Clash By Night (1951)

Clash By Night (1951)

“I want a man to give me confidence. Somebody to fight off the blizzards and floods! Somebody to beat off the world when it tries to swallow you up!”

When a restless woman (Barbara Stanwyck) returns home to live near her brother (Keith Andes) and his girlfriend (Marilyn Monroe), she is wooed by a loyal fisherman (Paul Douglas) who convinces her to settle down with him — but can she resist the lure of Douglas’s handsome friend (Robert Ryan)?

Genres, Themes, Actors, and Directors:

  • Barbara Stanwyck Films
  • Fishermen
  • Fritz Lang Films
  • Infidelity
  • Love Triangle
  • Marilyn Monroe Films
  • Marital Problems
  • Paul Douglas Films
  • Play Adaptation
  • Robert Ryan Films

Response to Peary’s Review:
Peary writes that Fritz Lang’s adaptation of Clifford Odets’s play seems like an “odd choice” for the director “because there is no place in this deliberately paced drama where he can use his visual flare”: while he “does move his camera more than usual in an unsuccessful attempt to keep this talkfest from seeming stagy,” “dramatic lighting, sharp editing, and varied camera angles would have been out of place.” Peary points out that “in the absence of action, the film has lonely, lost, broken people philosophizing about life, love, trust, and responsibility” — and “what excitement there is comes from the characters, who are presented as life’s forces, exhibiting raw passions, gut emotions.” He notes that “while the love-triangle plot in which the unsuspecting husband is odd-man-out has been around since the Edward G. Robinson and Edward Arnold films of the thirties and forties film noir, this was the rare instance in which the woman is the film’s central character.” He argues that while the “picture needs sparks — and more of Monroe”, the “acting is good, and the last scene is extremely satisfying.”

Peary’s review just about sums up my own take on this film: while Nicholas Musuraca’s cinematography is nicely atmospheric, and the performances are all fine (Douglas is especially effective), it’s rough spending nearly two hours watching Stanwyck sowing seeds of destruction all around her, and then seeing the inevitable chaos that results. Meanwhile, there are too many cut-aways to scenes of waves crashing violently on shore, and an odd emphasis in Odets’s dialogue on violence towards women (“Didn’t you ever wanna cut up a beautiful dame?”). Is this drama meant to show that misogyny is somehow justified, given that perennially dissatisfied women will always test men’s faith and tolerance? As Douglas’s Uncle Vince (J. Carroll Naish) boldly states: “I never married. You know why? We spoil women in this country. Too much education, too much free speech”; later he adds, “Always said, women and horses: use the whip on them.” Or take this exchange between Andes and Monroe, early in the film:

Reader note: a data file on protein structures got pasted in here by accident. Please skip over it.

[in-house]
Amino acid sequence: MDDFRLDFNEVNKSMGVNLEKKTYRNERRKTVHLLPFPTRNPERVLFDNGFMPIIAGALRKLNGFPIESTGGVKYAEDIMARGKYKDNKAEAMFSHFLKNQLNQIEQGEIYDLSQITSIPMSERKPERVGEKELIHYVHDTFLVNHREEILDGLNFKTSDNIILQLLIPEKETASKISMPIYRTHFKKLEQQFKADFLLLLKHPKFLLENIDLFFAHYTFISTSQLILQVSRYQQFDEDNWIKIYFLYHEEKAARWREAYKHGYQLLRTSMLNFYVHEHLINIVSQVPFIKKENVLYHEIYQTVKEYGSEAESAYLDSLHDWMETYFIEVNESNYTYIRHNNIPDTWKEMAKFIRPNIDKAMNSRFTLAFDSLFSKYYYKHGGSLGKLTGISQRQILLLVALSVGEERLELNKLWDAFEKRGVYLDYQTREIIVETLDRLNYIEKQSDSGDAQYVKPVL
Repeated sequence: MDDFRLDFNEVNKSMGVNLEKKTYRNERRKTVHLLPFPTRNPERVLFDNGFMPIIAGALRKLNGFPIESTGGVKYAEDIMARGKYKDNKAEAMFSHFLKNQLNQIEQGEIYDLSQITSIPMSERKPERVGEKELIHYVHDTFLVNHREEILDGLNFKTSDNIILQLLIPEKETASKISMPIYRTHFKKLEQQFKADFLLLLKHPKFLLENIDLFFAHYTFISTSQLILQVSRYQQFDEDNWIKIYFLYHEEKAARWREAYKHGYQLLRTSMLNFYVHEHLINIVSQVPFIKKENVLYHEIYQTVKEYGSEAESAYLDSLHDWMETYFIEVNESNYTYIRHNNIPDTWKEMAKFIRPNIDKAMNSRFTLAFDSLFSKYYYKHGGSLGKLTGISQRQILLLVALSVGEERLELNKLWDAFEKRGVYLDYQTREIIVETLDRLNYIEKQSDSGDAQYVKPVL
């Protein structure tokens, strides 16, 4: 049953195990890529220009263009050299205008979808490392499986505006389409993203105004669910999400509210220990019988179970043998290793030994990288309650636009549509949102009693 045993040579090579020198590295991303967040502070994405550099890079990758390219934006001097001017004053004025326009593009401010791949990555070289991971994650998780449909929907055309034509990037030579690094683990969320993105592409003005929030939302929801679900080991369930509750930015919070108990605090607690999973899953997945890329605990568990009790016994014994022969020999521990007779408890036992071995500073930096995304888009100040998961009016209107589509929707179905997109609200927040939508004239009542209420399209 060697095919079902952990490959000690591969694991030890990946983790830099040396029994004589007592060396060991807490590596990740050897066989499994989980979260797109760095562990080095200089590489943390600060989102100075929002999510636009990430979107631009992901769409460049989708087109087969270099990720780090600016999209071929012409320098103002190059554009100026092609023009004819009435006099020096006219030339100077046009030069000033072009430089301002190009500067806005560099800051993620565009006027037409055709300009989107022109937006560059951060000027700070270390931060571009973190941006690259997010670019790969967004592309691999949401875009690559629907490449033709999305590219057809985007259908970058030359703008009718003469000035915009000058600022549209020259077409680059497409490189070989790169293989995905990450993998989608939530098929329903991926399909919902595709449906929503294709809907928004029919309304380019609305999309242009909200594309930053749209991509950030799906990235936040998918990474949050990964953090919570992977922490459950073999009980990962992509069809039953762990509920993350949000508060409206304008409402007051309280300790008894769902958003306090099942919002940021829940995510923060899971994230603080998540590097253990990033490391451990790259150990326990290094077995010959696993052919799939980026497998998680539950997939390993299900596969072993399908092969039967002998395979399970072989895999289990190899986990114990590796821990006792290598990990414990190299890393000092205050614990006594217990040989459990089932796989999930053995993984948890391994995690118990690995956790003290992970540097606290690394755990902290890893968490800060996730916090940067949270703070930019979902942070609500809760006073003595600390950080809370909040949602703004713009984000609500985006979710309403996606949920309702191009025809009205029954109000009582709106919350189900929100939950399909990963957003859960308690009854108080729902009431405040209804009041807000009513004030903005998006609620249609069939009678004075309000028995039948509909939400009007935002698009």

Peggy (Monroe): Irene came into work with a black eye. That fella she married in San Jose when she was working the fruit cannery came down last night. Wanted her to go back up state and live with him again. And when she wouldn’t, he just beat her up awful. You should see her eye!

Joe Doyle (Andes): Well, he’s her husband.

Peggy (Monroe): So what? I suppose you’d beat me up too if I was your wife.

Joe Doyle (Andes): Sure! Regular.

Viewers should be forewarned that this film will evoke complex emotions, though it’s worth a one-time look.

Redeeming Qualities and Moments:

  • Fine performances by the leads

  • Nicholas Musuraca’s cinematography

Must See?
No, but it’s worth checking out.


One thought on “Clash By Night (1951)

  1. Not must-see, but fans of the various performers will want to check it out. As per my 2/10/17 post in ‘The ’40s-’50s in Film’ (fb):

    “You don’t have a mean thought in your head, do you, Jerry? That’s nice and comfortable: a man who isn’t mean and doesn’t hate women.”

    ‘Clash by Night’ (1952): Somewhat over-baked film of a Clifford Odets play, well-directed by Fritz Lang. It’s not a bad flick but it does get overwrought, thanks to typical Odets extremes in the dialogue (“Don’t kid me, baby – I know a bottle by the label.”; “Responsibility? I’ll spell it for ya: t-r-a-p.”) The theme here is infidelity – as placed in the mind of a woman (Barbara Stanwyck) who feels she only ever loved a man once in her life – a guy who gave her the kind of confidence that made her feel sure of herself. Once he’s gone, she’s not sure of herself at all and she starts all over again, by going back to her roots… a move that leaves her unsettled and grabbing at anything that she thinks might give her peace of mind.

    Marilyn Monroe had a busy year in 1952 – when she got to do some of her juicier dramatic work (this is the same year she scorched the screen in ‘Don’t Bother to Knock’). Robert Ryan plays some weird guy who gets the full benefit of the Odets-style angst. But the most winning performance comes from Paul Douglas – as a humble, honest brute of a dude who just wants simple love and happiness.

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